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How Washington reacted to the Nashville school shooting is sadly unsurprising

Passing a gun bill required just the right circumstances in Washington last year. Those don’t exist anymore with Republican control

Eric Garcia
Tuesday 28 March 2023 19:42 BST
(Getty Images)

Senator Chris Murphy is perhaps the most outspoken advocate for gun safety legislation. The Connecticut Democrat had just won his first term in the Senate and wasn’t even sworn in when a gunman opened fire at Sandy Hook Elementary School in Newtown, which is located in his home state.

Ever since then, after nearly every major mass shooting, he’s gone on the Senate floor to call for Congress to do something. But after the shooting in Nashville, Tennessee that left six people, including three nine-year-old children, dead, he seemed more resigned.

“I’ll continue to push for legislation and at some point, we should talk about putting votes on the floor,” he told The Independent on Monday. Mr Murphy’s call for more votes is really all that Democrats can do after the shooting in Nashville.

With only 51 votes in the Senate–not counting the fact that Senators Dianne Feinstein of California and John Fetterman of Pennsylvania are out for health issues–they can’t overcome the 60-vote threshold that is the filibuster. So all they can really do is put Republicans on record and pray that voters see it.

On top of that, Republicans now hold the majority — albeit narrowly — in the House of Representatives, which makes action on guns much less likely.

“I think America wants to see where people stand on some of these issues, whether it be, whether it be universal background checks or assault weapons, so we’ll continue to talk about what path forward we have on compromise legislation,” Mr Murphy said.

Mr Murphy notched an important win last year when he and Senator Kyrsten Sinema of Arizona, then a Democrat who has since become an independent, negotiated compromise legislation with Republican Senators Thom Tillis of North Carolina and John Cornyn of Texas to pass the Bipartisan Safer Communities Act in the wake of the shooting at Robb Elementary School in Uvalde, Texas.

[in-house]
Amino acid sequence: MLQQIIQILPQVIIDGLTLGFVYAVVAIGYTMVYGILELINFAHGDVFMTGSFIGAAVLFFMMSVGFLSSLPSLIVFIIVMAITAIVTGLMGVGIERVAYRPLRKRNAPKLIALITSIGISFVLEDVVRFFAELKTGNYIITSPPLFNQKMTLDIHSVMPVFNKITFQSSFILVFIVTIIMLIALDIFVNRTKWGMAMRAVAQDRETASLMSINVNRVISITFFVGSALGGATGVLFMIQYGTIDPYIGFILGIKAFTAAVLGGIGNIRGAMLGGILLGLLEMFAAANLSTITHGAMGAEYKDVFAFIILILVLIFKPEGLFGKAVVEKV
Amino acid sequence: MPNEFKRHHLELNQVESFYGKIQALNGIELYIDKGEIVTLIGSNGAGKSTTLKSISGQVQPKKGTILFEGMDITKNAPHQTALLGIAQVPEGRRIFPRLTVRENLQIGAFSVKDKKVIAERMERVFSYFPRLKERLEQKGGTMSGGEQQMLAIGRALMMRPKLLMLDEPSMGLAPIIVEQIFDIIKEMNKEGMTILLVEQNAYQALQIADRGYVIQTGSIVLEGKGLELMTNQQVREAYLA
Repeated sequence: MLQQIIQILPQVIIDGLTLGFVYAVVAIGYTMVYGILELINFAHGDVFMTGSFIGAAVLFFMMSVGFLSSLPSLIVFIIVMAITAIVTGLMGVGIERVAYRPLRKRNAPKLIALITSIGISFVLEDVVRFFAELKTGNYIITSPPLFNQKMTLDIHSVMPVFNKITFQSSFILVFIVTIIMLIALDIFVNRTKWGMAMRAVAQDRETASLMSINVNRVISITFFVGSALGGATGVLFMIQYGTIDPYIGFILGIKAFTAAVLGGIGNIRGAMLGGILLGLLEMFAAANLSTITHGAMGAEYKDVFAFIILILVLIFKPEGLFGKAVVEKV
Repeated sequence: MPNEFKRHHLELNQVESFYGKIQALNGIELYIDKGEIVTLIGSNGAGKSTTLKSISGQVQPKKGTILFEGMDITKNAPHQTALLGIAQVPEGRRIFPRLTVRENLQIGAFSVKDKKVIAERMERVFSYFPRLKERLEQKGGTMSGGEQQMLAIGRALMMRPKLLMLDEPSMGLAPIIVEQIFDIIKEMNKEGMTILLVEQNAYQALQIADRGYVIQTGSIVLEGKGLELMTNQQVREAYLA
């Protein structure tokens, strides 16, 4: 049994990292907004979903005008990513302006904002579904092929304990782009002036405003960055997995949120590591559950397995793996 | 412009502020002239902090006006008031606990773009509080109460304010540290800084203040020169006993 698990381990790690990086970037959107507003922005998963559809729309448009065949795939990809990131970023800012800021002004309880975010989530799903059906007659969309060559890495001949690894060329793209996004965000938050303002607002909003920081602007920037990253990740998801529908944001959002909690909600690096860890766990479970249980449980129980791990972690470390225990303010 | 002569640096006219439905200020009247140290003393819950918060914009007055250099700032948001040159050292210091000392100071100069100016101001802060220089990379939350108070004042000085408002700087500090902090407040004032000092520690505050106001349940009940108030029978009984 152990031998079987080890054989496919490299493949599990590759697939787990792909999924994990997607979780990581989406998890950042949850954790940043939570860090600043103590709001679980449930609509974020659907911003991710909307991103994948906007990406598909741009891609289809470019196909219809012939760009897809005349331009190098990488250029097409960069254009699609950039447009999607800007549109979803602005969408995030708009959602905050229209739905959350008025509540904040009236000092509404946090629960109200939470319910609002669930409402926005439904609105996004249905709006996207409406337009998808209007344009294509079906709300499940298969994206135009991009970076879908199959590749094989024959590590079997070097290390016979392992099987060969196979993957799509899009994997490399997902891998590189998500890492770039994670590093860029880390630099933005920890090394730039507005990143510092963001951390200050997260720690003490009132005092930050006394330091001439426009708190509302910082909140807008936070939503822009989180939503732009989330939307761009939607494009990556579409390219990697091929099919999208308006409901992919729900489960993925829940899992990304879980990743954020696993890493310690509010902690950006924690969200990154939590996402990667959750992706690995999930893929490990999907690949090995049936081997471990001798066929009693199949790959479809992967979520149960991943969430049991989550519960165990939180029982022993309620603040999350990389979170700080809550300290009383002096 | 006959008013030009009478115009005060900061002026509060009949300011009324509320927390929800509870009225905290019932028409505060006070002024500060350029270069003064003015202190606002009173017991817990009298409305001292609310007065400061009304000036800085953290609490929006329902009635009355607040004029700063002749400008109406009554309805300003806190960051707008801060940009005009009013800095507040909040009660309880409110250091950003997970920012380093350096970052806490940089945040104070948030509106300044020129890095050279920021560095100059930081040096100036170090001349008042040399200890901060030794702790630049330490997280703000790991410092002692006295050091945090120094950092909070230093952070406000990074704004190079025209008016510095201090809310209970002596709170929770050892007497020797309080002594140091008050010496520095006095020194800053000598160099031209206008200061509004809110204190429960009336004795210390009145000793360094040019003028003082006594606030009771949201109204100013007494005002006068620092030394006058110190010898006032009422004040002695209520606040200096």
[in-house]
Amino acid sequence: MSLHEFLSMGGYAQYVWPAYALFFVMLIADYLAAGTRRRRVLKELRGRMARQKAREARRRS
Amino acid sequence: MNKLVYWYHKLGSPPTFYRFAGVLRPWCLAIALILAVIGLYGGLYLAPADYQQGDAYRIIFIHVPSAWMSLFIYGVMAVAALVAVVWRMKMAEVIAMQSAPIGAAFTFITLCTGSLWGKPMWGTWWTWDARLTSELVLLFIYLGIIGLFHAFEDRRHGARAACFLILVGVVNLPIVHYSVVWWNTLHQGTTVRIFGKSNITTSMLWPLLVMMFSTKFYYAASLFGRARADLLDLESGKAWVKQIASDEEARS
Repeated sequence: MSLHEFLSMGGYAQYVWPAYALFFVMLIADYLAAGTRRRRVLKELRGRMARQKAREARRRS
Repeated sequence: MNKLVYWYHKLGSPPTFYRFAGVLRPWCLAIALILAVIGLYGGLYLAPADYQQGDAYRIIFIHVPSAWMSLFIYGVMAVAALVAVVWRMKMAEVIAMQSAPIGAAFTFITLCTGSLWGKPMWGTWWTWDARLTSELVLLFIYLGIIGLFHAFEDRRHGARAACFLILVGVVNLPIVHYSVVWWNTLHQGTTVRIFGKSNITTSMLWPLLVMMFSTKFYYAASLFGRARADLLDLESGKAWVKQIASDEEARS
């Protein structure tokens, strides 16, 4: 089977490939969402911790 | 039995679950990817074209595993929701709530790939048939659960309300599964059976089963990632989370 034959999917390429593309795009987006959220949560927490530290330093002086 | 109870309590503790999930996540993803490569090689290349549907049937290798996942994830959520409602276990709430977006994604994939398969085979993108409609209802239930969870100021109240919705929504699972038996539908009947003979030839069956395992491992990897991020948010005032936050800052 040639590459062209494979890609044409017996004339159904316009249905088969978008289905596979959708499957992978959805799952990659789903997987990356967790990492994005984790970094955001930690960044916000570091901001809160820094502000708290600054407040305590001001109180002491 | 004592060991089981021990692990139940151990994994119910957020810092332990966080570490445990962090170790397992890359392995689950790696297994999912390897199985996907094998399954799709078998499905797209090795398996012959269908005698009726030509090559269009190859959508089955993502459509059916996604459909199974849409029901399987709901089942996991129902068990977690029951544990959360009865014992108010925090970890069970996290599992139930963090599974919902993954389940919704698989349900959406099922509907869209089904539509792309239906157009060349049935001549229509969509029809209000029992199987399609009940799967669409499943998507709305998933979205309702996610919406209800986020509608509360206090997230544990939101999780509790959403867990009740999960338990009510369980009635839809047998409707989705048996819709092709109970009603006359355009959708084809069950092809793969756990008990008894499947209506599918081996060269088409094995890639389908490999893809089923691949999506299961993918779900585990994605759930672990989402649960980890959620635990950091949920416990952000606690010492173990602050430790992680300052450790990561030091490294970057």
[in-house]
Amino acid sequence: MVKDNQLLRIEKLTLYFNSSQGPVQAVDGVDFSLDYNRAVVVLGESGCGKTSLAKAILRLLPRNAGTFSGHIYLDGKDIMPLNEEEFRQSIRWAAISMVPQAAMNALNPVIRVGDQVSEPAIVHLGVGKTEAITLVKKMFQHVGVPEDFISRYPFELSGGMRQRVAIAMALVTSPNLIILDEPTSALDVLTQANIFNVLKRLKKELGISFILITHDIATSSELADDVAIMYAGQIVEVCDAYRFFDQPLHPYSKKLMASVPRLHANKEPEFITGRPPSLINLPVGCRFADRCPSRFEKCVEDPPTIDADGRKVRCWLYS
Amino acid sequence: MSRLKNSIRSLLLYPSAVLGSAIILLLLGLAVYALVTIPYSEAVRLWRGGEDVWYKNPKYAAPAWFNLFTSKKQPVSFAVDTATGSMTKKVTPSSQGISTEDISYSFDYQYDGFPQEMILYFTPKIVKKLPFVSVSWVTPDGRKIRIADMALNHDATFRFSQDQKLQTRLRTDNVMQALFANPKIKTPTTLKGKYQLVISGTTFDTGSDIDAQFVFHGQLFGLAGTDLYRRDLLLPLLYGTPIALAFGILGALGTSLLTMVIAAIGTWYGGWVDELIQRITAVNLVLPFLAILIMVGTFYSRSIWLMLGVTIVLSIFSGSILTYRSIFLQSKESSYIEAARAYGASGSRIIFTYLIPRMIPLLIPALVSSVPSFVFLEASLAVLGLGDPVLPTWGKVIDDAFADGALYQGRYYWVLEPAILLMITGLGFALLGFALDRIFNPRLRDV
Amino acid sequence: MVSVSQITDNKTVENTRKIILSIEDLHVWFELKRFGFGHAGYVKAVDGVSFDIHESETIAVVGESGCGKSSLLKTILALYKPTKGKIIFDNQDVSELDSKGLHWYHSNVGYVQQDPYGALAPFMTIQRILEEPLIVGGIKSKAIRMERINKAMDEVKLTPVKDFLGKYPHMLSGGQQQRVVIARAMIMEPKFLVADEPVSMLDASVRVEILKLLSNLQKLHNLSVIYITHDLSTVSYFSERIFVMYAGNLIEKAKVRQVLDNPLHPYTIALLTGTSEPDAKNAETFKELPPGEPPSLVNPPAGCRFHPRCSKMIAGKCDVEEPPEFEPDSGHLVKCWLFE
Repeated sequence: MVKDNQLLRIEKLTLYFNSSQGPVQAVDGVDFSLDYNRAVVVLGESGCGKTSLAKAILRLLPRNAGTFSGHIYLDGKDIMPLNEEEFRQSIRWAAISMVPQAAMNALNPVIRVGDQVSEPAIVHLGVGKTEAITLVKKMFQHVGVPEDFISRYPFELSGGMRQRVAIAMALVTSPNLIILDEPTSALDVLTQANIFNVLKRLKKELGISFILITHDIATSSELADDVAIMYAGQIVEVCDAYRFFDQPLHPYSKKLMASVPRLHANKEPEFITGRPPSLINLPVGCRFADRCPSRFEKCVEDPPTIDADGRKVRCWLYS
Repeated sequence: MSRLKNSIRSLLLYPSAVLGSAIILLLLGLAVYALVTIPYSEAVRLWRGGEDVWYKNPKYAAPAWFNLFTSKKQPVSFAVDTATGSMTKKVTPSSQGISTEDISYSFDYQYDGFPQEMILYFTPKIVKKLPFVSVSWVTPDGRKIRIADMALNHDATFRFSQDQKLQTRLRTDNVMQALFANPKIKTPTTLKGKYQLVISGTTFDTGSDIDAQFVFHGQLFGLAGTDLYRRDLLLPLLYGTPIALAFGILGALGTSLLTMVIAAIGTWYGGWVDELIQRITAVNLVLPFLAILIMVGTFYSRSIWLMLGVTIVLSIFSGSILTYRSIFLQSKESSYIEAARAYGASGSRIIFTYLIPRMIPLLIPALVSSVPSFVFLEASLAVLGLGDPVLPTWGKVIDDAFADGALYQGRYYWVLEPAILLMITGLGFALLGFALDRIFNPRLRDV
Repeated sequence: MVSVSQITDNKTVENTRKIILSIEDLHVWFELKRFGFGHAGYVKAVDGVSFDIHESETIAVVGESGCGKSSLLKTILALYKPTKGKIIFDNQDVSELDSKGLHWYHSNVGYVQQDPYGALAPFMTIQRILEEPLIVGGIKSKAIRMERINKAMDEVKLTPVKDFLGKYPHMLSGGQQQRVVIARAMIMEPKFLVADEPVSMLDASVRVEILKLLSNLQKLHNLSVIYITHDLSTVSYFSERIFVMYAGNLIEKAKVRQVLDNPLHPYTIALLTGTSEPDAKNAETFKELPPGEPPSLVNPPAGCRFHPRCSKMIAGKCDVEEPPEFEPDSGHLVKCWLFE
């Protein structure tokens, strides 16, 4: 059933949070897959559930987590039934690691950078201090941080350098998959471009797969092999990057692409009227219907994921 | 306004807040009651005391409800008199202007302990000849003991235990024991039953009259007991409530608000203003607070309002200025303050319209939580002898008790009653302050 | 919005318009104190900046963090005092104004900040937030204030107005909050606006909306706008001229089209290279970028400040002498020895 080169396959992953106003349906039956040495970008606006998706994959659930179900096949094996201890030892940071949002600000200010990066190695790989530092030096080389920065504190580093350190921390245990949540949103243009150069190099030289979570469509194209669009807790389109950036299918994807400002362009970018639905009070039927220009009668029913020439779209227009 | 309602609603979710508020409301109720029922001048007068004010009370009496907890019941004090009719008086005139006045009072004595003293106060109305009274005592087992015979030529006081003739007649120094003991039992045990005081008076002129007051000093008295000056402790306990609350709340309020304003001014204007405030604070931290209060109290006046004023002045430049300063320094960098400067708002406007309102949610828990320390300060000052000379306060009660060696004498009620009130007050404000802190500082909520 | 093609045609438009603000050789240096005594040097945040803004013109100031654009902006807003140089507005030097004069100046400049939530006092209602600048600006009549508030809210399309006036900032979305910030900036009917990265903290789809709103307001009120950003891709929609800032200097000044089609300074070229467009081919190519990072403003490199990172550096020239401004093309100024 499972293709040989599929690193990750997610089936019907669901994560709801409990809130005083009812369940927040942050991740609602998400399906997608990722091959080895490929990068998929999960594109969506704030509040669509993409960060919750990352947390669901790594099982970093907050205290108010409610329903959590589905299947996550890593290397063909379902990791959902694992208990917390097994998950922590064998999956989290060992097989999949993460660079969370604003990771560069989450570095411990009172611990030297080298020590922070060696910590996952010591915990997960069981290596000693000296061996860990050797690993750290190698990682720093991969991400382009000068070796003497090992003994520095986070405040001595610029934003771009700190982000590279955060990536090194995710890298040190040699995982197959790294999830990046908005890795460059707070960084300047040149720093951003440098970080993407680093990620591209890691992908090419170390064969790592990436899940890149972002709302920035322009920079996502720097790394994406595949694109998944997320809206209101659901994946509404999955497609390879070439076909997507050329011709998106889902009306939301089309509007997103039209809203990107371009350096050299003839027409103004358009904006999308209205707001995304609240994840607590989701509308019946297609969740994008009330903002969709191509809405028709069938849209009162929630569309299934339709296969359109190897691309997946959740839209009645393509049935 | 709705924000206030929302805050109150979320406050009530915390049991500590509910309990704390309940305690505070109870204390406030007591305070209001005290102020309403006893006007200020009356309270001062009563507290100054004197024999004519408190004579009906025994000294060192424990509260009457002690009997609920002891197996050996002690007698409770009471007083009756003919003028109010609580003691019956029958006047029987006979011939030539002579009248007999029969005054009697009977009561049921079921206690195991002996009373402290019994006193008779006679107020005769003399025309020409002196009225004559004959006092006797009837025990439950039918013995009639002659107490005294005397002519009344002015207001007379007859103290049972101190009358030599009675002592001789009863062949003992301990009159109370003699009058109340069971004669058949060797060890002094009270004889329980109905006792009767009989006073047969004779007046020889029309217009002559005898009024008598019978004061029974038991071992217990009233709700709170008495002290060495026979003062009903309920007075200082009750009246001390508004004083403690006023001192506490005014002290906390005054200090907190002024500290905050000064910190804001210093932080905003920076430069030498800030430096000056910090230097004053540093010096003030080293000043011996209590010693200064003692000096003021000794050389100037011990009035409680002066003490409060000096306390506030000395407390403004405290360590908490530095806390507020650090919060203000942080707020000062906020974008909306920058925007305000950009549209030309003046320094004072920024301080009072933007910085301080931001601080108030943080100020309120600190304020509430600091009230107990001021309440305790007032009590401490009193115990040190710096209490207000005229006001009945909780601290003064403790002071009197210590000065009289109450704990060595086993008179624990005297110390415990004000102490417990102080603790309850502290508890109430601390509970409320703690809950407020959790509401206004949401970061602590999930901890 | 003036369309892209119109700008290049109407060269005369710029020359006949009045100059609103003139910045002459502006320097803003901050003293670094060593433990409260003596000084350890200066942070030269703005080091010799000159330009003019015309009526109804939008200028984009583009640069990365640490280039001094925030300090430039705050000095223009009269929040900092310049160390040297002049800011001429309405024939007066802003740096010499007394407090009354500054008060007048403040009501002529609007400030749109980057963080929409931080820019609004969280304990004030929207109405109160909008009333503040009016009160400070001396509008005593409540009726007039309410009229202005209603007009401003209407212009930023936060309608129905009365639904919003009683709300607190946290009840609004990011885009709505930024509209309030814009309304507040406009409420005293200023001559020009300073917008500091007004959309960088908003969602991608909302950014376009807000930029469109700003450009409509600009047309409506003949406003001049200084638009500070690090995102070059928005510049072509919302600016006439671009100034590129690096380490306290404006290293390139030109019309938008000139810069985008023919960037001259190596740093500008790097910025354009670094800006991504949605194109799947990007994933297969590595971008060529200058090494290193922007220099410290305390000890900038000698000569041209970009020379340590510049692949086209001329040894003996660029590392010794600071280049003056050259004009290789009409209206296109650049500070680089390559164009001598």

That bill passed with overwhelming bipartisan consensus to the extent that Senate Minority Leader Mitch McConnell supported it. It also effectively took the issue of gun violence off the table before a midterm election, which likely helped Republicans (incidentally, the House voted on it the same day the Supreme Court overturned Roe v Wade, which likely staved off a red wave). But that Herculean effort required a Democratic trifecta, to say nothing of the fact President Joe Biden has focused on gun violence since he was a Senator.

Similarly, Democratic Representative Lucy McBath, of Georgia, seemed optimistic but also realistic.

“It’s not any one particular bill or one particular policy, but it is things such as assault weapons, it is expanding background checks for all gun sales, it is a federal red flag law, it is safe storage,” she told The Independent. Ms McBath, who is Black, got involved in politics after a white man shot and killed her son Jordan Davis. Since then, she won a seat in the House in 2018 as part of the blue wave that hit the suburbs of Atlanta.

But already, Republicans like Representative Tim Burchett of Tennessee, a conservative who nonetheless gets along with Democrats like Representative Alexandria Ocasio-Cortez, told reporters bluntly “We’re not gonna fix it. Criminals are going to be criminals.”

Meanwhile, Representative Marjorie Taylor Greene of Georgia used the fact that the shooter was reportedly transgender to deflect from blaming guns, tweeting “How much hormones like testosterone and medications for mental illness was the transgender Nashville school shooter taking? Everyone can stop blaming guns now.”

Ms Greene’s closeness with House Speaker Kevin McCarthy likely means no gun legislation will come to the House floor.

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